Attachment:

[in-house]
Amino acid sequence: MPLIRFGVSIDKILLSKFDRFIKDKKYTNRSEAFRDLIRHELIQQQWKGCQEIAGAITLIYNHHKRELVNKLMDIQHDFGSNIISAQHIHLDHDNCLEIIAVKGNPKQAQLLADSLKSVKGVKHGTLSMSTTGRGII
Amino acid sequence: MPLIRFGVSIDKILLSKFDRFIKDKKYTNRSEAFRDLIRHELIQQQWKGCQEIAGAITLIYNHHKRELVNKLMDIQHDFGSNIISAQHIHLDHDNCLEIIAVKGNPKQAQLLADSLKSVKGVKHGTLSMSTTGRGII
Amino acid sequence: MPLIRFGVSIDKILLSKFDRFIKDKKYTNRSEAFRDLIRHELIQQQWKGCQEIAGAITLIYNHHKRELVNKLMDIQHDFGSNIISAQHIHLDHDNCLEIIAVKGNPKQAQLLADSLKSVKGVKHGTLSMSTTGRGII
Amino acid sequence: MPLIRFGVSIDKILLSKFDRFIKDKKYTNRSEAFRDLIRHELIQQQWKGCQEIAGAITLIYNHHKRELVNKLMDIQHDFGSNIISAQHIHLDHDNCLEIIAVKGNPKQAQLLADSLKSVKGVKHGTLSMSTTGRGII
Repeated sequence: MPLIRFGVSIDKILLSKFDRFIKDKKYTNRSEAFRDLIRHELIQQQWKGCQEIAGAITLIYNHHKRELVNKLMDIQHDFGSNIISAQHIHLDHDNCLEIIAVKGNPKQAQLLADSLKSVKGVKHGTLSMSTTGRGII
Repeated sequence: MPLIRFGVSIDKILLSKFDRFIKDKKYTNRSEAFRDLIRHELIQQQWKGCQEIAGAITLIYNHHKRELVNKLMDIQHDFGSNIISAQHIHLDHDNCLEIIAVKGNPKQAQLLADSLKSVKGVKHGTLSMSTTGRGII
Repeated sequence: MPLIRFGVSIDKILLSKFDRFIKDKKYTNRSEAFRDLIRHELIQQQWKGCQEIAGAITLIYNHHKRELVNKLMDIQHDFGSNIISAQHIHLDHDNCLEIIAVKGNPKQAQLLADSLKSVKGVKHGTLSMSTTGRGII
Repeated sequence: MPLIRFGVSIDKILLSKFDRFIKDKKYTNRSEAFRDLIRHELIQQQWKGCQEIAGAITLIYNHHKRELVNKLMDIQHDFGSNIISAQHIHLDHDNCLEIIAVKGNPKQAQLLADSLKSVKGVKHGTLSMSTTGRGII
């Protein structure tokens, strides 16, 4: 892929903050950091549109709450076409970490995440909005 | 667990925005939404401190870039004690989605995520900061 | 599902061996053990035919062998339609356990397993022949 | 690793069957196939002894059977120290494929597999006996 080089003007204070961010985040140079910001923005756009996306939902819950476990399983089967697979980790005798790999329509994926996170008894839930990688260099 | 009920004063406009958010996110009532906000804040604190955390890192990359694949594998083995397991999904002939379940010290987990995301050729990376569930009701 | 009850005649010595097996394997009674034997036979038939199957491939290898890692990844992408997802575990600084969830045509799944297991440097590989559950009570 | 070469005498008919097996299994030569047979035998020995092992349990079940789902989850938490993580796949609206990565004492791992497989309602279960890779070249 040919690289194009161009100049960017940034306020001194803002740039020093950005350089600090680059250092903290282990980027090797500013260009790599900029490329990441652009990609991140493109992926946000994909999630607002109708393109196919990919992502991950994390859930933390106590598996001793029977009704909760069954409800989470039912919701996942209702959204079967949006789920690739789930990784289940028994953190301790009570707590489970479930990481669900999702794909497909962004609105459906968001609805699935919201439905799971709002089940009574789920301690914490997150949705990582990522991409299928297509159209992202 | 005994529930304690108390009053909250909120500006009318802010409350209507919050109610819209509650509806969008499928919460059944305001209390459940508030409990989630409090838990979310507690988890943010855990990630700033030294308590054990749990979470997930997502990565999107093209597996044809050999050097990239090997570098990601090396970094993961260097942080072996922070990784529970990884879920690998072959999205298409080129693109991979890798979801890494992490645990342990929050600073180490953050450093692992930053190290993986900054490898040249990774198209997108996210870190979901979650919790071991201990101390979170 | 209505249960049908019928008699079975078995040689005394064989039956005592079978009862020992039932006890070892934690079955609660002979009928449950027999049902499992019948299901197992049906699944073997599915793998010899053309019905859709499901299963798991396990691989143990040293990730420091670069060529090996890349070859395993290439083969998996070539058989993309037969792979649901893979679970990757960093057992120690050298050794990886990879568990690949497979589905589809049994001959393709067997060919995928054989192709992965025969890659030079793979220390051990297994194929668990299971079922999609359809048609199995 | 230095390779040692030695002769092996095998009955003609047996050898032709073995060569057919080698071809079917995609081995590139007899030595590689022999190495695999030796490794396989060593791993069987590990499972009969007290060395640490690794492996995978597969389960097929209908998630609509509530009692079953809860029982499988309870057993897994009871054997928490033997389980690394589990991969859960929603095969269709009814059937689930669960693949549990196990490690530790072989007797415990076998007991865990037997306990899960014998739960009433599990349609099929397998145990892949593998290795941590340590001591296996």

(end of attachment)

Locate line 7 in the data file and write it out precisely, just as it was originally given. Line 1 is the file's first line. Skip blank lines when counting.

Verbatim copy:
Repeated sequence: MPLIRFGVSIDKILLSKFDRFIKDKKYTNRSEAFRDLIRHELIQQQWKGCQEIAGAITLIYNHHKRELVNKLMDIQHDFGSNIISAQHIHLDHDNCLEIIAVKGNPKQAQLLADSLKSVKGVKHGTLSMSTTGRGII